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Persistent long-standing illness and non-drinking over time, implications for the use of lifetime abstainers as a control group

Ng Fat, L; Cable, N; Marmot, MG; Shelton, N; (2014) Persistent long-standing illness and non-drinking over time, implications for the use of lifetime abstainers as a control group. Journal of Epidemiology and Community Health , 68 (1) pp. 71-77. 10.1136/jech-2013-202576. Green open access

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Abstract

BACKGROUND: Non-drinkers are shown to have worse health than moderate drinkers in later life. We examine the preceding health status of non-drinkers in early adulthood, and secondly whether persistent poor health is associated with persistent non-drinking. METHODS: Using two prospective British birth cohort studies established in 1958 (National Child Development Study (NCDS)) and in 1970 (British Cohort Study (BCS)), participants who reported 'never' or 'never had an alcoholic drink' to drinking status questions in successive waves from 23 to 26 years in the NCDS/BCS were derived as 'lifetime abstainers'. Logistic regression on the odds of being a lifetime abstainer was carried out on changes in limiting long-standing illness (LLSI) in the NCDS and long-standing illness (LSI) in the BCS, adjusting for sex, education, poor psychosocial health, marital and parental status. RESULTS: Participants with an LLSI in consecutive waves since 23 years had 4.50 times the odds of someone who did not have an LLSI of being a lifetime abstainer at 33 years (95% CI 1.99 to 10.18) and 7.02 times the odds at 42 years (2.39 to 20.66) after adjusting for all factors. Similarly, in the BCS, having an LSI in consecutive waves resulted in higher odds of being a lifetime abstainer at 30 years (OR 2.80, 1.88 to 4.18) and 34 years (OR 3.33, 2.01 to 5.53). CONCLUSIONS: Persistent LSI was associated with remaining a non-drinker across adulthood. Studies comparing the health outcomes of moderate drinkers to lifetime abstainers that do not account for pre-existing poor health may overestimate the better health outcomes from moderate alcohol consumption.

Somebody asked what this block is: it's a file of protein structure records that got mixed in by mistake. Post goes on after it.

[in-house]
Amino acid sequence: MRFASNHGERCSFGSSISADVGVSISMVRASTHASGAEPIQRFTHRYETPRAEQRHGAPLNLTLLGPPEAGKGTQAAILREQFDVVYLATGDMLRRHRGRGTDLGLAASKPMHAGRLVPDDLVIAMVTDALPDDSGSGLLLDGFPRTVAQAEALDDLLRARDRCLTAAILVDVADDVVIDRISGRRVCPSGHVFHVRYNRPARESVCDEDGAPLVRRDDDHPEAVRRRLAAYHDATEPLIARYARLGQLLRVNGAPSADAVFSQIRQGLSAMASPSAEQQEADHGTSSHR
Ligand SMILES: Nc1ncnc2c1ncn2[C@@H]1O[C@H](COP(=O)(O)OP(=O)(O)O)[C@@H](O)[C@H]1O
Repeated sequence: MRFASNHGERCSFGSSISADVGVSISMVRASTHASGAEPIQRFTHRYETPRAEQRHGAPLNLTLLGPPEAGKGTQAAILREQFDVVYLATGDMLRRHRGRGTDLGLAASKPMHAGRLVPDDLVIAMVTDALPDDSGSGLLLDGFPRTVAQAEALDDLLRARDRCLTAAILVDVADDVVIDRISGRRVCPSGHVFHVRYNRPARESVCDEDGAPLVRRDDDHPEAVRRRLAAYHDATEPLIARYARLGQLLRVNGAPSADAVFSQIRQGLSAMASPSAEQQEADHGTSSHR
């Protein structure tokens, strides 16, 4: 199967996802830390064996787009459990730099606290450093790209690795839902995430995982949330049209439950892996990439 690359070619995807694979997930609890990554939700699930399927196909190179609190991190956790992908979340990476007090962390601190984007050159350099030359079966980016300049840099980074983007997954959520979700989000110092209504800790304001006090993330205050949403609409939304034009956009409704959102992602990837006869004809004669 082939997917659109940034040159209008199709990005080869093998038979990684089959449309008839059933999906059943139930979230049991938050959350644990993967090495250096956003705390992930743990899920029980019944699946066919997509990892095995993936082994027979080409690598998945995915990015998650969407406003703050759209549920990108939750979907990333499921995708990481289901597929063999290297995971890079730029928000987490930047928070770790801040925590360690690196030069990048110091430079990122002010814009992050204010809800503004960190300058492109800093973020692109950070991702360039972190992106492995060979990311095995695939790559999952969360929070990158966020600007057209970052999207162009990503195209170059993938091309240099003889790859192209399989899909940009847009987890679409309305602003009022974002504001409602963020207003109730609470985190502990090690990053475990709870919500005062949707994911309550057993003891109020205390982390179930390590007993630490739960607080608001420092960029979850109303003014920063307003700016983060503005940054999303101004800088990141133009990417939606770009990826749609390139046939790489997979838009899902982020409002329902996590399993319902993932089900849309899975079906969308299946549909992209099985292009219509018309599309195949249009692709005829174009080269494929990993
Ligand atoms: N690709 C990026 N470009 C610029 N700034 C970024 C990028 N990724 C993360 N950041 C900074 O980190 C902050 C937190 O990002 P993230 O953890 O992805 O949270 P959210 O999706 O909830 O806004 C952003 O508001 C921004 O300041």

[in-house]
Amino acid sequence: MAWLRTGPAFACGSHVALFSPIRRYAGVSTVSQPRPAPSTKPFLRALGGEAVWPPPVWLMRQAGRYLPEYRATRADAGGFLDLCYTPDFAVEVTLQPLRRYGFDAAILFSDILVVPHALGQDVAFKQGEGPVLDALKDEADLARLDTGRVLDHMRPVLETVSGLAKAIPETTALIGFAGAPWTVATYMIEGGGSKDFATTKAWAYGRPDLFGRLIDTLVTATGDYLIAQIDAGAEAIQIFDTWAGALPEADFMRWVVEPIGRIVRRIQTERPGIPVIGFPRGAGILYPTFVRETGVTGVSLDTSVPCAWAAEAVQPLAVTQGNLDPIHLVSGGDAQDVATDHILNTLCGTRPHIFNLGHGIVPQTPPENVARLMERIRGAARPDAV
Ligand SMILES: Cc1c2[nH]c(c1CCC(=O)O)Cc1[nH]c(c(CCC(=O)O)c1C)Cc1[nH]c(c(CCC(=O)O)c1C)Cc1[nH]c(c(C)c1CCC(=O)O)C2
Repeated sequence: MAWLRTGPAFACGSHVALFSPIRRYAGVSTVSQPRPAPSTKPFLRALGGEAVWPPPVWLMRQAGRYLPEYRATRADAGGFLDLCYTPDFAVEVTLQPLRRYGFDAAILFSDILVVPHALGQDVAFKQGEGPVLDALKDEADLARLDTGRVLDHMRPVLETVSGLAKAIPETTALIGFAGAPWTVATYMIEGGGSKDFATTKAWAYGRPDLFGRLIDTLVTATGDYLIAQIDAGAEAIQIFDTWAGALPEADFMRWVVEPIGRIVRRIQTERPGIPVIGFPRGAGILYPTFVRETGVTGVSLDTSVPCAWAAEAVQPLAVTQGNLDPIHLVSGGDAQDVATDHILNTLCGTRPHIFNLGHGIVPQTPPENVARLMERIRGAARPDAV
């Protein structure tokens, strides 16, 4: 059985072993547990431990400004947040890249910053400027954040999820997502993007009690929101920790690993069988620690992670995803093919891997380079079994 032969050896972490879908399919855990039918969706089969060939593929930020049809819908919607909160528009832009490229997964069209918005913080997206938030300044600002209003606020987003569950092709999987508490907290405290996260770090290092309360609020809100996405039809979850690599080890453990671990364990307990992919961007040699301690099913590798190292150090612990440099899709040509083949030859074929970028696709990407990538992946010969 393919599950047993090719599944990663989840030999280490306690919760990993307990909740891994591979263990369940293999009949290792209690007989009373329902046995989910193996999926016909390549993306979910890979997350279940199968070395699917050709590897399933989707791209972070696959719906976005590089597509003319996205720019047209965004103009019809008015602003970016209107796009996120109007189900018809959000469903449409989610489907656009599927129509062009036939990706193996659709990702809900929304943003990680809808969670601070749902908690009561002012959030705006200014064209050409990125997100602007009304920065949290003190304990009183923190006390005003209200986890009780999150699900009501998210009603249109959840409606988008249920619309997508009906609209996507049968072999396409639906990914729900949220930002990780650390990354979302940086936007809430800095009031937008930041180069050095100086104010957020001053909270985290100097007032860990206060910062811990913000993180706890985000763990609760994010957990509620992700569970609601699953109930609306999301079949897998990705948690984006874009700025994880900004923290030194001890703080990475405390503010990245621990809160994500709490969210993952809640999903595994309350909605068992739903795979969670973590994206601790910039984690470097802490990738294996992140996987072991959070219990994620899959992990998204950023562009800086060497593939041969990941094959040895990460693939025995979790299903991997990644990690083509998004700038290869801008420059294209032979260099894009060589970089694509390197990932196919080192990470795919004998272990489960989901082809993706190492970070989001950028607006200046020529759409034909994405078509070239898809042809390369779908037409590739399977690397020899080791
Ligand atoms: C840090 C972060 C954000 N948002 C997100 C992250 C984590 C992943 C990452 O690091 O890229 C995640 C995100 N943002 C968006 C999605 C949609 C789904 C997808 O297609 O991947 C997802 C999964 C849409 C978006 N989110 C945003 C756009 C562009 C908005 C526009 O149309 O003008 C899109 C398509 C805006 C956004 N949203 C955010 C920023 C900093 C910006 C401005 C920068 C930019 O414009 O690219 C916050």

Type: Article
Title: Persistent long-standing illness and non-drinking over time, implications for the use of lifetime abstainers as a control group
Location: England
Open access status: An open access version is available from UCL Discovery
DOI: 10.1136/jech-2013-202576
Publisher version: http://dx.doi.org/10.1136/jech-2013-202576
Language: English
Additional information: This article has been accepted for publication in the Journal of Epidemiology and Public Health following peer review. The definitive copyedited, typeset version, Ng Fat, L; Cable, N; Marmot, MG; Shelton, N; (2014) Persistent long-standing illness and non-drinking over time, implications for the use of lifetime abstainers as a control group. Journal of Epidemiology and Community Health, 68 (1) pp. 71-77, is available online at: http://dx.doi.org/10.1136/jech-2013-202576
Keywords: Alcohol, Health Behaviour, Longitudinal Studies, Social Epidemiology, Adult, Aged, Alcohol Abstinence, Alcohol Drinking, Chi-Square Distribution, Chronic Disease, Control Groups, Female, Great Britain, Health Status, Humans, Logistic Models, Male, Prospective Studies, Young Adult
UCL classification: UCL
UCL > Provost and Vice Provost Offices > School of Life and Medical Sciences
UCL > Provost and Vice Provost Offices > School of Life and Medical Sciences > Faculty of Population Health Sciences > Institute of Epidemiology and Health
UCL > Provost and Vice Provost Offices > School of Life and Medical Sciences > Faculty of Population Health Sciences > Institute of Epidemiology and Health > Epidemiology and Public Health
URI: https://discovery.ucl.ac.uk/id/eprint/1416849
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